Bishop Demetrius convened a council of Egyptian bishops and some priests to judge Origen, accused of having been ordained priest by Theoctistus of Caesarea without Demetrius’s knowledge, on whom Origen was legally dependent. Origen’s cultural policy of openness to the contribution of Greek culture was also causing dissension, and some of his doctrines appeared questionable; his very fame aroused Demetrius’s suspicion. The council forbade Origen from residing or teaching at Alexandria. Not content with his expulsion from Alexandria, Demetrius, supported by some Egyptian bishops, invalidated his priestly ordination. The condemnation was approved by the bishop of Rome and others, but not in Palestine, Syria, Greece and Arabia. ca. 305. Athanasius Apol. sec. 59 tells us of a council called by Peter of Alexandria to condemn Melitius of Lycopolis, accused of sacrificing to idols and other crimes. In fact, Melitius was condemned for having gone ahead with irregular episcopal ordinations during the persecution of Diocletian and because he did not approve of Peter’s moderate measures toward the lapsi of that persecution. ca. 322. Bishop Alexander condemned the Alexandrian priest Arius for spreading a doctrine which held the radical inferiority and heterogeneity of the Son with respect to the Father. Arius continued to spread his ideas, however, so Alexander gathered a council of about 100 bishops of Egypt and Libya that reexamined the case and confirmed the condemnation against Arius and his followers. Some time later Alexander wrote an encyclical letter about this council, signed by him, his priests and his deacons. ca. 324. Athanasius Apol. sec. 74.75 tells us that Ossius of Cordoba, charged by Constantine with settling the dispute between Alexander and Arius, took part in a council at Alexandria that restored Colluthus, who had claimed episcopal rank, to his priestly condition; the ordinations he had performed were declared null. 338. Athanasius, back from the exile ca. 335-337 to which Constantine had condemned him after the Council of Tyre, called a council of the bishops of Egypt, Thebaid, Libya and Pentapolis to obtain approval and support against the accusations made by the Eusebians. An encyclical to this effect was sent to all the bishops of Christendom. 346. Back in Alexandria from his second exile ca. 339-346, Athanasius called a council of Egyptian bishops that ratified the deliberations of the Council of Serdica 343 and took note of the synodal decree of the Council of Jerusalem, issued sometime earlier, which had welcomed him as he passed through on his way home. The council is mentioned by Socrates HE 2, 26 and Sozomen HE 4, 1 but not by the Historia acephala, which gives the exact date of Athanasius’s return 21 Oct. 346 and contains an excellent record of his movements. 362. Back in Alexandria after his third exile ca. 356-362 at the death of Constantius, Athanasius called a Council of Egyptian bishops, attended also by some Nicene bishops that Constantius had exiled in Egypt, among them Eusebius of Vercelli. The council dealt with all the undecided questions directly or indirectly connected with the Arian controversy, publishing their decisions in a synodal letter Tomus ad Antiochenos: 1 moderate measures against the bishops who had subscribed the proArian formula of Rimini; 2 invitation to the Antiochenes to end their schism by reuniting with the Nicene group led by Paulinus; 3 condemnation of those who considered the Holy Spirit a creature; 4 acceptance of formulas which affirmed either only one or three hypostases of the Trinity, as long as they were duly clarified; and 5 minimization of the rising Apollinarist question by means of a generic compromise formula.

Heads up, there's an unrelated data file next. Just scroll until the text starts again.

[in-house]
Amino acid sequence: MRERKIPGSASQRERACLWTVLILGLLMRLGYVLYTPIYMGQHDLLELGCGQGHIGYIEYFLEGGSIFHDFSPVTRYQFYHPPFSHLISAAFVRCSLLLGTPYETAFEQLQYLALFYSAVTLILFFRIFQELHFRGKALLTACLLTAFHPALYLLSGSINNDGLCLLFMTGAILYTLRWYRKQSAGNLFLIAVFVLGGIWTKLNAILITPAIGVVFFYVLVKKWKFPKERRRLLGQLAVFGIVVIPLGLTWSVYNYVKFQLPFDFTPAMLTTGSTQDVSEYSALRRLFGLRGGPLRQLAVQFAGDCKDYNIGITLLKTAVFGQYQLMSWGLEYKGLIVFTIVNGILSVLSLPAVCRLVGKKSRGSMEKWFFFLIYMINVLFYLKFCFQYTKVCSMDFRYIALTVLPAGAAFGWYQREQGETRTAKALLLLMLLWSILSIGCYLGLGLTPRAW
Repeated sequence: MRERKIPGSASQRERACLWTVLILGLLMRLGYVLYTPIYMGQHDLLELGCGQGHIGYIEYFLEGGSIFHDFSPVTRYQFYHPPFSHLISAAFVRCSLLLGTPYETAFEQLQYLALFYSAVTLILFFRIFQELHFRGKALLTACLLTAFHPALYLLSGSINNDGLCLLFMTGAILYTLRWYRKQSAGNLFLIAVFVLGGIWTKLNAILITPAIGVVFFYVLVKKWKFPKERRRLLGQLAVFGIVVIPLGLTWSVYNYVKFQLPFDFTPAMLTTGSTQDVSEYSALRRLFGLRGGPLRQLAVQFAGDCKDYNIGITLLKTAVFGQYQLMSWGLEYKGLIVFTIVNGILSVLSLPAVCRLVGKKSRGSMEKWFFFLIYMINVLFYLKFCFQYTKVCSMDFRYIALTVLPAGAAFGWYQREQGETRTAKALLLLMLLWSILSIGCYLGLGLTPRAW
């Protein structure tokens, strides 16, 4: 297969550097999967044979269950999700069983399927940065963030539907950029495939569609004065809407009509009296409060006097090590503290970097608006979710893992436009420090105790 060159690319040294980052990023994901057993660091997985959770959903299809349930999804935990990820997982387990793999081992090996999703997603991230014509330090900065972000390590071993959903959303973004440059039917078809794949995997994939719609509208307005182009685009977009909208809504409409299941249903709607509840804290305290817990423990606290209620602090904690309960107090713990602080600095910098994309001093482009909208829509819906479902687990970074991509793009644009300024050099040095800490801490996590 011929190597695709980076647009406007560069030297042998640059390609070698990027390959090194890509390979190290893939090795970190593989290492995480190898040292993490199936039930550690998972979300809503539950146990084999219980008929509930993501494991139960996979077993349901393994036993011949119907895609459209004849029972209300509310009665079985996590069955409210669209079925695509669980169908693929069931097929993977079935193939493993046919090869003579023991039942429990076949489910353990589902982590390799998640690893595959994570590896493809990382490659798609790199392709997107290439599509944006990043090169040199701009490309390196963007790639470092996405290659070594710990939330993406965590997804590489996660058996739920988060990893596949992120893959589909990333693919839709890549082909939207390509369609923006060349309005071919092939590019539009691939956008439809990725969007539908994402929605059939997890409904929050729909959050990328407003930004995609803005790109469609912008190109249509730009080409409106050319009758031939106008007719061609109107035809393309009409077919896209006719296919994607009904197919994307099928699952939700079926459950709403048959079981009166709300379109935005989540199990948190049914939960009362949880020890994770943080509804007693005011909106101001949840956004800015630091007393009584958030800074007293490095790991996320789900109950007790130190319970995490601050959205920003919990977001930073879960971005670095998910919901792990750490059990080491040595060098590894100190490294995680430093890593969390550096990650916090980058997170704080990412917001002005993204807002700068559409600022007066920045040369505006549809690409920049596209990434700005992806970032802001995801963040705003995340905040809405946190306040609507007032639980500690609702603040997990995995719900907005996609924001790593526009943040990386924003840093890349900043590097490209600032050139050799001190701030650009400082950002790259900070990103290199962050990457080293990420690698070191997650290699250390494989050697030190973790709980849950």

Our Parish – Bishop Demetrius of Boston and Bishop Sergios of … travelquaz